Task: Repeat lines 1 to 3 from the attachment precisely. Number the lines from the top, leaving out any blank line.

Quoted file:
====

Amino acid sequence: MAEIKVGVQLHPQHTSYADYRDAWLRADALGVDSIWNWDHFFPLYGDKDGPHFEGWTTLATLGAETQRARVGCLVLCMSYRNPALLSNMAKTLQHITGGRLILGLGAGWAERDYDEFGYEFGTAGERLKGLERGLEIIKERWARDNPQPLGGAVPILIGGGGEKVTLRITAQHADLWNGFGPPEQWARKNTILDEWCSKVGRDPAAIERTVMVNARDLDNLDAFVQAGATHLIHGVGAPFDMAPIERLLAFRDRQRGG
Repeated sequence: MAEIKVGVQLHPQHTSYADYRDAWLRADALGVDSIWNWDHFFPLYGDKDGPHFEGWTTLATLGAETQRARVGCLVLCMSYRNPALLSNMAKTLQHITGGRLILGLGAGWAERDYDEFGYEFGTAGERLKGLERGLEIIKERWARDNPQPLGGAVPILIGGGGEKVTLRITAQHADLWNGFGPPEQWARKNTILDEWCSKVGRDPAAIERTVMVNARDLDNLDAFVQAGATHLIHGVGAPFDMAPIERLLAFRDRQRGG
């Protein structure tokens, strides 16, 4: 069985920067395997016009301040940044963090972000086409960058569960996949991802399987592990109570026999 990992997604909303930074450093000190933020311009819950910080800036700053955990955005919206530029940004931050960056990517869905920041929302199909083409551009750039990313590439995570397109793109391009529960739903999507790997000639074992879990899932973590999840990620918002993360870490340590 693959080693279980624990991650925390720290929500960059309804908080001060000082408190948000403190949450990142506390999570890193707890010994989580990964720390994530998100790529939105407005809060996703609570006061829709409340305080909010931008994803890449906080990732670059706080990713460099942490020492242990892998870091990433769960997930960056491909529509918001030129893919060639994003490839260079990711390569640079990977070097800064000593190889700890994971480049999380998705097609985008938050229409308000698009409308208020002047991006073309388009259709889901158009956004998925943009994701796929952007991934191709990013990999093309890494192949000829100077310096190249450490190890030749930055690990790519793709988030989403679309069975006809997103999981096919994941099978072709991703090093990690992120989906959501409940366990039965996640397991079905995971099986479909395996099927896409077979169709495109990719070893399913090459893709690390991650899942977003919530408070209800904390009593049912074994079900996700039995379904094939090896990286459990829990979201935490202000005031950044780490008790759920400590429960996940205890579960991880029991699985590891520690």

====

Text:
Amino acid sequence: MAEIKVGVQLHPQHTSYADYRDAWLRADALGVDSIWNWDHFFPLYGDKDGPHFEGWTTLATLGAETQRARVGCLVLCMSYRNPALLSNMAKTLQHITGGRLILGLGAGWAERDYDEFGYEFGTAGERLKGLERGLEIIKERWARDNPQPLGGAVPILIGGGGEKVTLRITAQHADLWNGFGPPEQWARKNTILDEWCSKVGRDPAAIERTVMVNARDLDNLDAFVQAGATHLIHGVGAPFDMAPIERLLAFRDRQRGG
Repeated sequence: MAEIKVGVQLHPQHTSYADYRDAWLRADALGVDSIWNWDHFFPLYGDKDGPHFEGWTTLATLGAETQRARVGCLVLCMSYRNPALLSNMAKTLQHITGGRLILGLGAGWAERDYDEFGYEFGTAGERLKGLERGLEIIKERWARDNPQPLGGAVPILIGGGGEKVTLRITAQHADLWNGFGPPEQWARKNTILDEWCSKVGRDPAAIERTVMVNARDLDNLDAFVQAGATHLIHGVGAPFDMAPIERLLAFRDRQRGG
């Protein structure tokens, strides 16, 4: 069985920067395997016009301040940044963090972000086409960058569960996949991802399987592990109570026999 990992997604909303930074450093000190933020311009819950910080800036700053955990955005919206530029940004931050960056990517869905920041929302199909083409551009750039990313590439995570397109793109391009529960739903999507790997000639074992879990899932973590999840990620918002993360870490340590 693959080693279980624990991650925390720290929500960059309804908080001060000082408190948000403190949450990142506390999570890193707890010994989580990964720390994530998100790529939105407005809060996703609570006061829709409340305080909010931008994803890449906080990732670059706080990713460099942490020492242990892998870091990433769960997930960056491909529509918001030129893919060639994003490839260079990711390569640079990977070097800064000593190889700890994971480049999380998705097609985008938050229409308000698009409308208020002047991006073309388009259709889901158009956004998925943009994701796929952007991934191709990013990999093309890494192949000829100077310096190249450490190890030749930055690990790519793709988030989403679309069975006809997103999981096919994941099978072709991703090093990690992120989906959501409940366990039965996640397991079905995971099986479909395996099927896409077979169709495109990719070893399913090459893709690390991650899942977003919530408070209800904390009593049912074994079900996700039995379904094939090896990286459990829990979201935490202000005031950044780490008790759920400590429960996940205890579960991880029991699985590891520690």